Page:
Suicide of Evelyn McHale
This powerful photo taken by Robert C. Wiles was published as a full-page image in the 12 May 1947 issue of Life Magazine. It ran with the caption: “At the bottom of the Empire State Building the body of Evelyn McHale reposes calmly in grotesque bier, her falling body punched into the top of a car”. Evelyn McHale is probably the most famous Empire State Building suicide victim. The young and prety Evelyn leaped from the 86th-floor observatory in 1947 and landed on the roof of a United Nations limousine parked on the street below. Her calmly elegant demeanor, her legs crossed at the ankles, the way the car’s metal folded like sheets and framed her head and arms—perhaps these were the reasons that McHale’s death was given its title as “the most beautiful suicide.” When she died, she was still wearing her pearls and white gloves.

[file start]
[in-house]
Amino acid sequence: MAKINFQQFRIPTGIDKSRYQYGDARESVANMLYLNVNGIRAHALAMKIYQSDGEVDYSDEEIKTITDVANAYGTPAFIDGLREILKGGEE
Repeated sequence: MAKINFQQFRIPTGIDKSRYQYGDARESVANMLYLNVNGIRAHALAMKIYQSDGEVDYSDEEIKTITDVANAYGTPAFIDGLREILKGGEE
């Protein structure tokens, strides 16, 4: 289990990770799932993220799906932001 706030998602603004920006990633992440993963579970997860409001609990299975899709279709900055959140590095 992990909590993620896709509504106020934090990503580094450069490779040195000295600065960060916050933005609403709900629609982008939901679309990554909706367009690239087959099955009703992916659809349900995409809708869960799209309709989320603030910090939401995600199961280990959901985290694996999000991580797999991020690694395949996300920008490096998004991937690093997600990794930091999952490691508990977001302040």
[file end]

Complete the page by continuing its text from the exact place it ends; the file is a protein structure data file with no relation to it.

According to reports she essentially “fell apart” when they moved her body. Her insides were basically liquefied. Later, on the observation deck, Detective Frank Murray found her tan (or maybe gray, reports differ) cloth coat neatly folded over the observation deck wall, a brown make-up kit filled with family pictures and a black pocketbook with the note which read:
“I don’t want anyone in or out of my family to see any part of me. Could you destroy my body by cremation? I beg of you and my family – don’t have any service for me or remembrance for me. My fiance asked me to marry him in June. I don’t think I would make a good wife for anybody. He is much better off without me. Tell my father, I have too many of my mother’s tendencies.”